Seat Belts: Every Person, Every Seat, Every Trip.
Motor vehicle crashes are the leading cause of death for people between the ages of five and 34. Crashes also cause millions of serious injuries every year. The simple act of buckling up is the best way to save lives and reduce injuries from crashes. A recent CDC report shows the importance of seat belts and what can be done to get every person in every seat buckled up on every trip.
The Risk is Real
Motor vehicle crashes are a major public health problem. Consider that:
- More than 2.3 million adult drivers and passengers were treated in emergency departments as the result of being injured in motor vehicle crashes in 2009.
Crash-related deaths and injuries among drivers and passengers cost $70 billion in 2005.
Seat Belts Save Lives
When it comes to protecting drivers and their passengers, seat belts save lives.
Primary Enforcement Laws Make a Difference
Primary enforcement seat belt laws make a big difference in getting more people to buckle up. A primary enforcement seat belt law means a police officer can pull someone over and issue a ticket to the driver just because someone in the vehicle is not wearing a seat belt. A secondary enforcement law only allows a police officer to issue a ticket for someone not wearing a seat belt if the driver has been pulled over for some other offense. In 2010, 19 states—where one out of four adult Americans live—did not have a primary law.
- Reduce serious injuries and deaths in crashes by 50%. Air bags provide added protection, but are not a substitute for seat belts in a crash.
- Are used more in states that have primary enforcement laws (88%) than those states that do not have them (79%).
In 2010, 19 states—where 24% of adult Americans live—did not have a primary seat beat enforcement law. In 2009, about 12,000 more injuries would have been prevented and almost 450 more lives saved if all states had primary enforcement laws.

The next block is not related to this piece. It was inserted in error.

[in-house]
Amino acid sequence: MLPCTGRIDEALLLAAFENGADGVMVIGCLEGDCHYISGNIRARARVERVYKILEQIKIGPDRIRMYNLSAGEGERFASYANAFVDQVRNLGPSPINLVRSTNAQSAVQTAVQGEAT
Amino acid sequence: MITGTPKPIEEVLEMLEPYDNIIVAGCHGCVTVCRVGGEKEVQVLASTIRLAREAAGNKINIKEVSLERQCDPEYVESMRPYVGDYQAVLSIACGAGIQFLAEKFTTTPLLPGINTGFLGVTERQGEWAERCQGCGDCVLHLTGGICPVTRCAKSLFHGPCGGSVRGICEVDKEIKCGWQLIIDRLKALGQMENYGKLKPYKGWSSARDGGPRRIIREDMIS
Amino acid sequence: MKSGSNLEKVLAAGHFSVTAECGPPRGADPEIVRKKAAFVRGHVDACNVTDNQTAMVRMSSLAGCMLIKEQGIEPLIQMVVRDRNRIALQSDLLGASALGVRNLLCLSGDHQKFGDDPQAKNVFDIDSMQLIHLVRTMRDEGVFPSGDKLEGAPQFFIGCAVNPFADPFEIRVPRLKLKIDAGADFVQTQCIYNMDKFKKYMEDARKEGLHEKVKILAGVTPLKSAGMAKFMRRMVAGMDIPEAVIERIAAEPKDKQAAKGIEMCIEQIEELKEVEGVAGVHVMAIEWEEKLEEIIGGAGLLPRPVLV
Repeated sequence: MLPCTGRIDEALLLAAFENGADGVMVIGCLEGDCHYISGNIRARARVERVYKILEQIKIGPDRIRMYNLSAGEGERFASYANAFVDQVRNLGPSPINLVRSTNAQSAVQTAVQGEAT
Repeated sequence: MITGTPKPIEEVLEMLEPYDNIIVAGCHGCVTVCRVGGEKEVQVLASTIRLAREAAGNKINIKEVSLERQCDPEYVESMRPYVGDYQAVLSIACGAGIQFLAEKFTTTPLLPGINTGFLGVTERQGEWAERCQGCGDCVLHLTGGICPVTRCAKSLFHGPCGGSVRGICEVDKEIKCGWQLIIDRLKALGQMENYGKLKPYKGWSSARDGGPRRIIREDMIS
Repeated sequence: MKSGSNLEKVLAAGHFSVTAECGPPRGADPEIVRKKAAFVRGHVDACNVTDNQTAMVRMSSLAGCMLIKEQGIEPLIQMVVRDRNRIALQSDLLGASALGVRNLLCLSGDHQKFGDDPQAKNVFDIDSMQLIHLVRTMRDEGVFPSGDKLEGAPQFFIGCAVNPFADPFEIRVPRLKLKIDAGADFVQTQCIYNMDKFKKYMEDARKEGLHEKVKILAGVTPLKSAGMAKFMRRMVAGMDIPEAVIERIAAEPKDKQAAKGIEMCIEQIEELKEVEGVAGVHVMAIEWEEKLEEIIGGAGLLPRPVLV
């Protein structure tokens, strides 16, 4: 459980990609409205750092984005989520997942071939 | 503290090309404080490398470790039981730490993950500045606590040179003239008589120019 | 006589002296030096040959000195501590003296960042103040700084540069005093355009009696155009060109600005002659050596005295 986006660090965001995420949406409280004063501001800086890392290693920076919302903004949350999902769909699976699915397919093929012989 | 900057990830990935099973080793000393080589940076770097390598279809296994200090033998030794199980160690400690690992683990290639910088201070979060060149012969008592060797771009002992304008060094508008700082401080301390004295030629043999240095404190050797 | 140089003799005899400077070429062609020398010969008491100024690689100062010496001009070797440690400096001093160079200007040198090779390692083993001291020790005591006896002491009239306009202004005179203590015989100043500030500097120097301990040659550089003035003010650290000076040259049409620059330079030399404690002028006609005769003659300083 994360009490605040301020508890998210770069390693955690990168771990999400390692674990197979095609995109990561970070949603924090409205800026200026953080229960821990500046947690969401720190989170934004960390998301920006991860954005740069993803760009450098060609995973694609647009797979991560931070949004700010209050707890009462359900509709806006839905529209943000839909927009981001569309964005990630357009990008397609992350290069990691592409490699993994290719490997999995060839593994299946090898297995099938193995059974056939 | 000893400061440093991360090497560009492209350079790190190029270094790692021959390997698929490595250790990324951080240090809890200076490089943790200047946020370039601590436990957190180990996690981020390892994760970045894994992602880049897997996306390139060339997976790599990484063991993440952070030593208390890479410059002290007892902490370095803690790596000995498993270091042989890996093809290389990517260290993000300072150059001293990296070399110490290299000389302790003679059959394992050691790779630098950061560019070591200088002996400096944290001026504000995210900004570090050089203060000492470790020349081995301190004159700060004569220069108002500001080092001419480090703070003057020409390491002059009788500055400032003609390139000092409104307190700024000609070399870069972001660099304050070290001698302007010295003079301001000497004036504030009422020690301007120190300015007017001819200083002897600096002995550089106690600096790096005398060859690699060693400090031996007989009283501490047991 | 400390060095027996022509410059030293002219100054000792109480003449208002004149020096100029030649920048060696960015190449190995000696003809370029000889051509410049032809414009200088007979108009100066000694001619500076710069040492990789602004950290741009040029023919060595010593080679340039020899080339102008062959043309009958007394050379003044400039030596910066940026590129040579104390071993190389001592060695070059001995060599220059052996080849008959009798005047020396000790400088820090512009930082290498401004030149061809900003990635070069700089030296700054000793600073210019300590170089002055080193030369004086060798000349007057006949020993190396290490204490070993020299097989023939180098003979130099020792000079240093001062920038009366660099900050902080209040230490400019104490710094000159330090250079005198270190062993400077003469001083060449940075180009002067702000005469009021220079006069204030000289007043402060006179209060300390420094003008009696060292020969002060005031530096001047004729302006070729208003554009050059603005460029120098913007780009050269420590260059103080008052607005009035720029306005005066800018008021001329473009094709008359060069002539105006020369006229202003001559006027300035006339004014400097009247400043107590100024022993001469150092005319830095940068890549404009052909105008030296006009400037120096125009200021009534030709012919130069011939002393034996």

Steps for Safety
When it comes to increasing seat belt use, individuals, government, and health professionals can help promote safety.
- Pass a primary enforcement seat belt law.
- Make sure that seat belt laws apply to everyone in the car, not just those in the front seat.
- Ensure that fines for not wearing a seat belt are high enough to be effective.
- Make sure that police and state troopers enforce all seat belt laws.
- Support seat belt laws with visible police presence and awareness campaigns for the public.
- Educate the public to make seat belt use a norm.
- Post information in break rooms and parking lots that encourages employees to buckle up.
- Identify the cost of car crashes to their workforce in terms of medical care and lost wages.
- Require seat belts use in company vehicles at all times, and in personal vehicles while on company business.
- Develop active enforcement programs for staff about seat belt use when driving company vehicles.
- Use a seat belt on every trip, no matter how short.
- Encourage everyone in the car to buckle up, including those in the back seat.
Parents and caregivers can:
- Use a seat belt on every trip, no matter how short. This sets a good example.
- Make sure children are properly buckled up in a seat belt, booster seat, or car seat, whichever is appropriate. See CDC guidance on child passenger safety.
- Have all children ages 12 and under sit in the back seat.
- Never seat a child in front of an air bag.
- Place children in the middle of the back seat when possible, because it is the safest spot in the vehicle.
Health professionals can:
- Encourage patients to make wearing a seat belt a habit.
- Wear seat belts themselves and encourage other colleagues to do the same.
- Remind patients about the importance of seat belt use.
- Page last reviewed: January 4, 2011
- Page last updated: January 4, 2011
- Content source:
- Office of the Associate Director for Communication, Digital Media Branch, Division of Public Affairs
- Page maintained by: Office of the Associate Director for Communication, Digital Media Branch, Division of Public Affairs